• No. 90: Full Automatic Glove Knitting Machine (Square Fingertip Type). Knitting glove for field army, Japanese term Gun-te (軍手 literally: army-hand) used to protect hand since Meiji period produced by hand knitting or semi-automatic. Full automated machine with sinker knitting method invented in 1964, producing single piece, or half of pair, of glove in 2 minutes and 15 seconds, and single worker monitors and controls 30 machines. – Wakayama Prefecture

Items certified in 2018

Collection

  • No. 91: Historical Machine Tools collected by Nippon Institute of Technology. 232 units of machine tools are displayed in the museum. These units indicate historical transition of machine tools in Japan, from import, make with replica, then by technical license agreement, in period of mid Meiji to Shōwa 50s (1975–1984). – Saitama Prefecture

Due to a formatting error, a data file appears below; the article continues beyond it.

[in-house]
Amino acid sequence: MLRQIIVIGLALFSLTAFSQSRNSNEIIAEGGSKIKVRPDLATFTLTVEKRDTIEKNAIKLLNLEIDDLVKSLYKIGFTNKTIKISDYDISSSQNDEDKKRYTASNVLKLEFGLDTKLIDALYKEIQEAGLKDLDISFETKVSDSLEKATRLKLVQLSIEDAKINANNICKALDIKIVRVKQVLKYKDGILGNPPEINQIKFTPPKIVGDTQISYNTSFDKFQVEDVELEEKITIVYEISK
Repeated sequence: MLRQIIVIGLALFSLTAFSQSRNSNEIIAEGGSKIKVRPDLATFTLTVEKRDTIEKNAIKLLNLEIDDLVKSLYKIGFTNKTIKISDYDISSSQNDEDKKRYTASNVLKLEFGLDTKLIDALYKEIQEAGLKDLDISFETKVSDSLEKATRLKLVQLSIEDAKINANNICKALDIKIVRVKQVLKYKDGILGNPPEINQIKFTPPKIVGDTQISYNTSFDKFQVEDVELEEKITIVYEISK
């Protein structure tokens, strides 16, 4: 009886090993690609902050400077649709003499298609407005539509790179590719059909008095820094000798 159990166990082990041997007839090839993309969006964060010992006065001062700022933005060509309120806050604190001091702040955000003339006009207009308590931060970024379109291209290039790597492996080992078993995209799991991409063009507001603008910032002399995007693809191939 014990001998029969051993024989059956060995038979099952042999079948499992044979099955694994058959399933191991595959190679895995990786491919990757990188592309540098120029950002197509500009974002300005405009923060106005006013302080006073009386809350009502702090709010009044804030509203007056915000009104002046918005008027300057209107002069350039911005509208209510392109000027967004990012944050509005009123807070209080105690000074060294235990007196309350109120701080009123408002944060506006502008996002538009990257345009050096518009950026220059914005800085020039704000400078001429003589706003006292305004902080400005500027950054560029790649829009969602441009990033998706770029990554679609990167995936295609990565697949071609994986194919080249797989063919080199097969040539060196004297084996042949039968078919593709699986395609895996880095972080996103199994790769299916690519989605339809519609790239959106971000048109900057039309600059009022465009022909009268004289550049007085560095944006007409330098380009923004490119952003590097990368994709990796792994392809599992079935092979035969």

• No. 92: Airless Spray Painting Equipment. Under United States patent license, first made in Japan equipment with some improvements put on market in 1959. – Aichi Prefecture
  • No. 93: CRT Funnel Pressing Machine. Cathode ray tube of television production in Japan started under technical license from United States. The front face part and centrifugal casted rear funnel part produced separately, and weld combined in early stage, after the funnel press machine appeared as new methodology, its production time, welding accuracy, quality and productivity was improved. The market share of Japan made cathode ray tube of 24 inch size and over was almost 100 percent at the end of 1980s. – Siga Prefecture
  • No. 94: Type Casting Machine of Newspaper Museum. Museum of Kumamoto Daily News displays various newspaper publishing machines, and one of them is Japan made first Man-nen jidou katsuji cyuzoki (万年自働活字鋳造機 (lit.:Ten thousand years life automatic type casting machine)) reflecting number of patents put in market in 1934 capable to cast 10.5 point with speed of 90 Japanese letter types in minute, used till 1982. – Kumamoto Prefecture

Items certified in 2019

Landmarks